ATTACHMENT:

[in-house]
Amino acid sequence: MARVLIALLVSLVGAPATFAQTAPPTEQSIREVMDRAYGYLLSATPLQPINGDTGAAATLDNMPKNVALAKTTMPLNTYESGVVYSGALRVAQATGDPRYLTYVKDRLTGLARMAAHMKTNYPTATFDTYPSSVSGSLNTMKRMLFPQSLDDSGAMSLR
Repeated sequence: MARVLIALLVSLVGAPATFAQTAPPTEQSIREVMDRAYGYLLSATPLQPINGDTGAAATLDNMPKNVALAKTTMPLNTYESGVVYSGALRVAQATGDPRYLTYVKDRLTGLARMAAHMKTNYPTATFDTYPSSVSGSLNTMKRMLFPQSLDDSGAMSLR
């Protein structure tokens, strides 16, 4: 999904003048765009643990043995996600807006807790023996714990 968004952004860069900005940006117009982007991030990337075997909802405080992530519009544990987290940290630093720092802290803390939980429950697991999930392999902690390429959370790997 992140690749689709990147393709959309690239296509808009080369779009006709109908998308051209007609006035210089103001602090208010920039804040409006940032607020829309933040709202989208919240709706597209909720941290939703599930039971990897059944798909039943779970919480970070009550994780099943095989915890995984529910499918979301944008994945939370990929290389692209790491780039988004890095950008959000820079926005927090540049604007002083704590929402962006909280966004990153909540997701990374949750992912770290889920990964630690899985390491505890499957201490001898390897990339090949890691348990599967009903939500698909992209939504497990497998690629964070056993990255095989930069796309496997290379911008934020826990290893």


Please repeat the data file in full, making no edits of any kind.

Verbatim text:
[in-house]
Amino acid sequence: MARVLIALLVSLVGAPATFAQTAPPTEQSIREVMDRAYGYLLSATPLQPINGDTGAAATLDNMPKNVALAKTTMPLNTYESGVVYSGALRVAQATGDPRYLTYVKDRLTGLARMAAHMKTNYPTATFDTYPSSVSGSLNTMKRMLFPQSLDDSGAMSLR
Repeated sequence: MARVLIALLVSLVGAPATFAQTAPPTEQSIREVMDRAYGYLLSATPLQPINGDTGAAATLDNMPKNVALAKTTMPLNTYESGVVYSGALRVAQATGDPRYLTYVKDRLTGLARMAAHMKTNYPTATFDTYPSSVSGSLNTMKRMLFPQSLDDSGAMSLR
């Protein structure tokens, strides 16, 4: 999904003048765009643990043995996600807006807790023996714990 968004952004860069900005940006117009982007991030990337075997909802405080992530519009544990987290940290630093720092802290803390939980429950697991999930392999902690390429959370790997 992140690749689709990147393709959309690239296509808009080369779009006709109908998308051209007609006035210089103001602090208010920039804040409006940032607020829309933040709202989208919240709706597209909720941290939703599930039971990897059944798909039943779970919480970070009550994780099943095989915890995984529910499918979301944008994945939370990929290389692209790491780039988004890095950008959000820079926005927090540049604007002083704590929402962006909280966004990153909540997701990374949750992912770290889920990964630690899985390491505890499957201490001898390897990339090949890691348990599967009903939500698909992209939504497990497998690629964070056993990255095989930069796309496997290379911008934020826990290893």